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Determinants of Access to Weapons: Global Evidence

Author

Listed:
  • Simplice A. Asongu

    () (Yaoundé/Cameroon)

  • Joseph Nnanna

    () (The Development Bank of Nigeria, Abuja, Nigeria)

Abstract

This study investigates the determinants of and persistence in access to weapons using a global sample of 163 countries for the period 2010 to 2015. The empirical evidence is based on Generalised Method of Moments (GMM). Hysteresis in access to weapons is consistently more apparent in countries with below-median levels in access to weapons, compared to their counterparts with above-median levels in access to weapons. The hysteresis hypothesis within this context is the propensity of past values of access to weapons to influence future values of access to weapons. Factors that consistently drive access to weapons are: perceptions of crime; criminality; conflict intensity; political instability; military expenditure, violent demonstrations and terrorism. The effects of these drivers are contingent on initial levels of access to weapons. Policy recommendations for managing access to weapons are discussed.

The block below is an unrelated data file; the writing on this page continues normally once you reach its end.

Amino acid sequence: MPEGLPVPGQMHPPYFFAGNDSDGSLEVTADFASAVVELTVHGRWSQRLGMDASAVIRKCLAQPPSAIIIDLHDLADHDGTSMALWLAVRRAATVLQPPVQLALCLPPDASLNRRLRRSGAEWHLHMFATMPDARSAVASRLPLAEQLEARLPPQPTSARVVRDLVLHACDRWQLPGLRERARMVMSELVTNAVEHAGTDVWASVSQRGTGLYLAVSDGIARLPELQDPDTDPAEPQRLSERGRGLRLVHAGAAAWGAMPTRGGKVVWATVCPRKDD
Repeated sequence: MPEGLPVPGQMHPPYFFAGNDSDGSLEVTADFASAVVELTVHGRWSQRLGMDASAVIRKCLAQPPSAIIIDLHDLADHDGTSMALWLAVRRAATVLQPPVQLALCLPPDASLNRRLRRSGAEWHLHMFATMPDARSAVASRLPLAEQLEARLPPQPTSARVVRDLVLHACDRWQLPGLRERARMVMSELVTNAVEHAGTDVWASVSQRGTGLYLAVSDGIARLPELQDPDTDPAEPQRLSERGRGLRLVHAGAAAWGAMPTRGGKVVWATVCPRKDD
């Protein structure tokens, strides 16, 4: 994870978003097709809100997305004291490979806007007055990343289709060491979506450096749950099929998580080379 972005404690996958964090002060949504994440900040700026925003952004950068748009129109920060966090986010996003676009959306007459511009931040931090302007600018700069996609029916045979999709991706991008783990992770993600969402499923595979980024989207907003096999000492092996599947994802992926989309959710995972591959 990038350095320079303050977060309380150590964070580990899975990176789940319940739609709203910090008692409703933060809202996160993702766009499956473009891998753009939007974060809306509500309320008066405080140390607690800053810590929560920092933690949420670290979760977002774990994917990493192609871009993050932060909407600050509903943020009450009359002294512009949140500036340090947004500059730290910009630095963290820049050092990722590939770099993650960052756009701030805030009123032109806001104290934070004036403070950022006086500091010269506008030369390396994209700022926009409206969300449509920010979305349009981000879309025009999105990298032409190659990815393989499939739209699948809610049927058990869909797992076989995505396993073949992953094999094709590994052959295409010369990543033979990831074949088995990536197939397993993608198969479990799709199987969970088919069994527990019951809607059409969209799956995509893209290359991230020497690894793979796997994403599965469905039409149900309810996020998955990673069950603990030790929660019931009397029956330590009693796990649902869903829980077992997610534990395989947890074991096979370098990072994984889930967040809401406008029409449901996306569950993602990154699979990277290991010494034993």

Suggested Citation

  • Simplice A. Asongu & Joseph Nnanna, 2019. "Determinants of Access to Weapons: Global Evidence," Working Papers 19/008, European Xtramile Centre of African Studies (EXCAS).
  • Handle: RePEc:exs:wpaper:19/008
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    References listed on IDEAS

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    More about this item

    Keywords

    Access to weapons; Global evidence; Persistence; Arms; Security;

    JEL classification:

    • H56 - Public Economics - - National Government Expenditures and Related Policies - - - National Security and War
    • L64 - Industrial Organization - - Industry Studies: Manufacturing - - - Other Machinery; Business Equipment; Armaments
    • K42 - Law and Economics - - Legal Procedure, the Legal System, and Illegal Behavior - - - Illegal Behavior and the Enforcement of Law
    • P50 - Economic Systems - - Comparative Economic Systems - - - General

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